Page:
Singer-songwriter Ben Nichols said he dealt with writer’s block before making the Lucero album “Women and Work” by allowing himself to lighten up lyrically and to write fun, straightforward rock and roll songs. He speculated for RiffPub about how a writer might deal with a similar creative block. He also spoke about his early experience learning the craft of songwriting. Of course, he directly addressed our favorite topic: Poem Vs Song.

Ben Nichols Interview:

 

“The goal is to communicate, the goal is the same.”

To hear how these concepts work into Nichols’ final work, we have two exclusive videos:


Follow our Facebook Page for updates and previews of RiffPub posts and keep your eye on the YouTube Channel for a forthcoming exclusive Ben Nichols video.

Ben Nichols is frontman of the band Lucero. To find tour dates, purchase music, and learn more about Lucero visit Luceromusic.com. These songs and the interview were recorded with studio time, equipment, and expertise donated by WHQR FM in Wilmington, North Carolina.

Intonation: “Catfish” -A Poem by Michael McGriff

Intonation features a single poem by a living poet. Five readers, including the poet herself, perform the poem. Monday-Thursday of the selected week feature readings by poets, voice artists, and musicians. On Friday RiffPub presents the poet’s own voice. How will individual readers affect the meaning of the poem? What, sonically, will each reader emphasize? Discover with us.

This Intonation explores a poem by Michael McGriff. Featured readers include Wiley Cash, Ciara Shuttleworth, Malena Morling, and more.
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Monday, April 7th:

Wiley Cash Performs “Catfish”

Cash is a bestselling novelist. His most recent book is This Dark Road to Mercy. Learn more about Cash and his work on his website. 

Tuesday, April 8th:

Ciara Shuttleworth Performs “Catfish”

Shuttleworth’s poetry has been published in Alaska Quarterly Review, Los Angeles Review, The New Yorker, and many other venues. Learn more about her work on her website.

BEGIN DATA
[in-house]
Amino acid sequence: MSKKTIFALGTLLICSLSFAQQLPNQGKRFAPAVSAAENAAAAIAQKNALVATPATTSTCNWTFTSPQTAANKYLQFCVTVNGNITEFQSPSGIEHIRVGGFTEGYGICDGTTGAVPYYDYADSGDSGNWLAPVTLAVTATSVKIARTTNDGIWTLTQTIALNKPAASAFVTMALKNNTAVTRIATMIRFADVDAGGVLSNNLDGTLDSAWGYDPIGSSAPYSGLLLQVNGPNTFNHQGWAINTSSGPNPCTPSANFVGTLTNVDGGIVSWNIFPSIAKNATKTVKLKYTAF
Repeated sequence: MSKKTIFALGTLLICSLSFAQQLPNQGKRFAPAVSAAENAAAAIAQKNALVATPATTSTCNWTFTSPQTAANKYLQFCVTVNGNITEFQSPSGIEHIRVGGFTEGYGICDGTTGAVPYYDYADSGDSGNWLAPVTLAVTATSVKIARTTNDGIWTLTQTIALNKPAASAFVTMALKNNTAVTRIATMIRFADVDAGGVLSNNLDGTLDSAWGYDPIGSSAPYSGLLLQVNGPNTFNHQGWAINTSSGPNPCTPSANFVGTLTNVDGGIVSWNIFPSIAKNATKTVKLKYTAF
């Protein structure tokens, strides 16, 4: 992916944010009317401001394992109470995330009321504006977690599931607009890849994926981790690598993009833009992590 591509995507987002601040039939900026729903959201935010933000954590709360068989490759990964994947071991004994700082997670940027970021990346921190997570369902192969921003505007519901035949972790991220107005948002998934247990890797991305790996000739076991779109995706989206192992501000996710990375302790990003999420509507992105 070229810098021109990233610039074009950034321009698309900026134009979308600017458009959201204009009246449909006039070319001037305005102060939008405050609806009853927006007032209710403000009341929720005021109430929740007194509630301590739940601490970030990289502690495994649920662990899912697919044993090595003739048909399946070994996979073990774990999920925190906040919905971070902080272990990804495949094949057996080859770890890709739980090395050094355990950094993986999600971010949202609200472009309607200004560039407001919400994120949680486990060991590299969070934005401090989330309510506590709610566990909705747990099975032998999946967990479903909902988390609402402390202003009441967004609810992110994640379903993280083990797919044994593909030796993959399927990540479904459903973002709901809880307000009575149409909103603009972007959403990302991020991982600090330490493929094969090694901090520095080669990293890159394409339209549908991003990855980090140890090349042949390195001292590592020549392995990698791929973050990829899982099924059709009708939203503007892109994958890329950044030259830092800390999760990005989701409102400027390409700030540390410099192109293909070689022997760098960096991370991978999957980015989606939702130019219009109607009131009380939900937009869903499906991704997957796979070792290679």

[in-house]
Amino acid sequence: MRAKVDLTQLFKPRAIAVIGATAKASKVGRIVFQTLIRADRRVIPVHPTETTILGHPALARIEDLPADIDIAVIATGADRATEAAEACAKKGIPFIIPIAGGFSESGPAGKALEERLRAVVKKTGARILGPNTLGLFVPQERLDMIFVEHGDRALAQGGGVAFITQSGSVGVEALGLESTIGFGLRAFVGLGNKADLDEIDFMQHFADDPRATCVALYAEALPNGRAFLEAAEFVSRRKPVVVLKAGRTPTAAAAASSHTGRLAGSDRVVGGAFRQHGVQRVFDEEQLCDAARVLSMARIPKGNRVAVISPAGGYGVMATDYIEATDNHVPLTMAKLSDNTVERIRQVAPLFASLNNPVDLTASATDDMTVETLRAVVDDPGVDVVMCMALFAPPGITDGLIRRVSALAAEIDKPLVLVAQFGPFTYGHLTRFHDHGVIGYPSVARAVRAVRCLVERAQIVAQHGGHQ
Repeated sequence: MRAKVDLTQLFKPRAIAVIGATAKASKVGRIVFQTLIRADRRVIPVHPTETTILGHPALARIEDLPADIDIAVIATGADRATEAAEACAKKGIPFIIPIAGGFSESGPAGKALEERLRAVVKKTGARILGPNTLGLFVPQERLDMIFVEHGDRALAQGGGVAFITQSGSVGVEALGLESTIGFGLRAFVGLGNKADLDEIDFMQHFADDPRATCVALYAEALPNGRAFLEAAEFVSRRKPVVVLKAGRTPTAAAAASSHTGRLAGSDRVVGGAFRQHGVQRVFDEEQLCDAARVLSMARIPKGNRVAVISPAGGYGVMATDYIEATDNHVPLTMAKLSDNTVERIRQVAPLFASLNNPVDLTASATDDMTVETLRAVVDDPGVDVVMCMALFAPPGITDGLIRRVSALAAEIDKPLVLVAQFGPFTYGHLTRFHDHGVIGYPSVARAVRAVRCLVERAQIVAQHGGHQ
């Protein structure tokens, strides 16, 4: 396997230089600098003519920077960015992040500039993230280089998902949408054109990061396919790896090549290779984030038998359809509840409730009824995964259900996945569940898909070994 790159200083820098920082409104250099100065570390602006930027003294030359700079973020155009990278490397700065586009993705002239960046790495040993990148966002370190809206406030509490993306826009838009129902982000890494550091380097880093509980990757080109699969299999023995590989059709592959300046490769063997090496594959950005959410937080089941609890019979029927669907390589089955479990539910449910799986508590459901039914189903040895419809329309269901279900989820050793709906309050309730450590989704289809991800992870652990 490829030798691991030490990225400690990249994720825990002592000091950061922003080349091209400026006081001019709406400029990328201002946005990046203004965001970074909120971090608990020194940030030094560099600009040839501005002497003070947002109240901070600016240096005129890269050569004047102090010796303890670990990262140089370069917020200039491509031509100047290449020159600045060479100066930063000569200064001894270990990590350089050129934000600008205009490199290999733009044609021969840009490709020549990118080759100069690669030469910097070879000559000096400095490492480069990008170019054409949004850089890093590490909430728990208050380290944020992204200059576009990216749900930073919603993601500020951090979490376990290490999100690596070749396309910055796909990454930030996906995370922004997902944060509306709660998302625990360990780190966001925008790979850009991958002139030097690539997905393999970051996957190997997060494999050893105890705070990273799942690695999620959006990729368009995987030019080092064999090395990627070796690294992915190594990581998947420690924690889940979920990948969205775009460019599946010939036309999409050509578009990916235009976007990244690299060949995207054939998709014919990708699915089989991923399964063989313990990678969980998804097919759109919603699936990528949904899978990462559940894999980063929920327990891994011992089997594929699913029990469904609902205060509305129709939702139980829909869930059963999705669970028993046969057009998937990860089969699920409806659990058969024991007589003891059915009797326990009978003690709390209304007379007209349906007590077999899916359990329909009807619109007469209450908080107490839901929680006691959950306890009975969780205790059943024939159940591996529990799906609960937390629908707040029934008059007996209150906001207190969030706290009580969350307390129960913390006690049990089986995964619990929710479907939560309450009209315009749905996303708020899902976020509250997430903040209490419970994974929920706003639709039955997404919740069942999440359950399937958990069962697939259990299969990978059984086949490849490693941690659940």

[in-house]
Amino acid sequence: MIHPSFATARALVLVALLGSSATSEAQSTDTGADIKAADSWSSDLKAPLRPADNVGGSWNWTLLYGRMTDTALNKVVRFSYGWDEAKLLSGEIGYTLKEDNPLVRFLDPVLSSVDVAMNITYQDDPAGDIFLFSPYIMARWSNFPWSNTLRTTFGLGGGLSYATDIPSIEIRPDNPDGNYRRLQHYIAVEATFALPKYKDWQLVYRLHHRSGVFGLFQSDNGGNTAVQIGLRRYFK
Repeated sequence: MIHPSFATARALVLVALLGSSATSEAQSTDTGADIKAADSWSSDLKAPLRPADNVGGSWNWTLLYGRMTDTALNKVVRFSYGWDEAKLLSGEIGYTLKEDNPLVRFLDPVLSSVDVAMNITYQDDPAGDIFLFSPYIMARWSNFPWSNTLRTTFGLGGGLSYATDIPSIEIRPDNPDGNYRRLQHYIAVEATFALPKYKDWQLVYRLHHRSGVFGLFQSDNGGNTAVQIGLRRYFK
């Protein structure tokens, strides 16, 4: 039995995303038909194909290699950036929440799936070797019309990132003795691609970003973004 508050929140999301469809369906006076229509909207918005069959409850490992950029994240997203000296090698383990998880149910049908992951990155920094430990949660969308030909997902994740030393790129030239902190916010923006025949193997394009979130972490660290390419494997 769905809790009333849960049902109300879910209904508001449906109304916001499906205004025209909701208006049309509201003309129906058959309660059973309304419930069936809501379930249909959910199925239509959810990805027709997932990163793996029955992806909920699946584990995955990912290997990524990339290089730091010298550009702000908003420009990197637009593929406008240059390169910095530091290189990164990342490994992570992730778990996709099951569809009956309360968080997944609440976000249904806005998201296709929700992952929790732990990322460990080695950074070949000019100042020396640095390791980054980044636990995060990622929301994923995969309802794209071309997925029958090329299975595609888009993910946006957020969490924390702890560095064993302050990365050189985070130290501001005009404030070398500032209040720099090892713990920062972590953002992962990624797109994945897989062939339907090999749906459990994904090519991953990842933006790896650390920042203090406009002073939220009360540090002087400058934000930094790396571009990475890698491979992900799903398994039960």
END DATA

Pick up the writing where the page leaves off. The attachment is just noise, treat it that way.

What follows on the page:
Wednesday, April 9th:

Malena Mörling Performs “Catfish”

Mörling is a poet, translator, and educator. Her work includes Astoria: Poems and the translation Tomas Tranströmer’s First Poems & Notes From the Land of Lap Fever.

Thursday, April 10th:

Bob Workmon Performs “Catfish”

Workmon is a stage performer, operatic vocal soloist, and professional radio announcer. More info on Workmon is available here. He can be contacted at BWorkmon@WHQR.org

Friday, April 11th:

Michael McGriff Performs “Catfish”

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About the Poet: Michael McGriff’s books include Home Burial, Dismantling The Hills, and Choke. He is a founding editor of Tavern Books. Learn more about McGriff and his work at The Poetry Foundation. “Catfish” was first published in American Poetry Review and is available in McGriff’s collection Home Burial.  Special thanks to WHQR Public Radio in Wilmington, NC for production space and assistance with recording Workmon, Morling, and Cash.

Two Poems by Lyrically Blessed

Performance poet Lyrically Blessed (LB) recently recorded two poems and a brief interview with us. We’re pleased to present the performances in a simple video format.

“Labels As Curse Words”


Listen to the interview:

LB talks with us about his process, the relationship between hip-hop and poetry, and what he wants to leave his listeners with.

“Griot”

Special thanks to LB for joining the collection of creative voices here. Thanks also to WHQR FM for studio time. Stay tuned this month for more exciting content, including an “Intonation” feature.

Follow RiffPub on Facebook for updates.

“What Sings is The Drunk Boy’s Hands” -A Poem by Ciara Shuttleworth

This poem by New York based Poet Ciara Shuttleworth first appeared in Los Angeles Review and was recorded at the University of Idaho in Moscow, Idaho.Ciara Shuttleworth

Ciara has become an advocate for the RiffPub project, actively seeking new voices for us to record and feature. Expect to hear more of her voice and work on RiffPub. Her poetry has been featured in numerous journals, including The New Yorker, Yemassee, Cutthroat, and The Southern Review.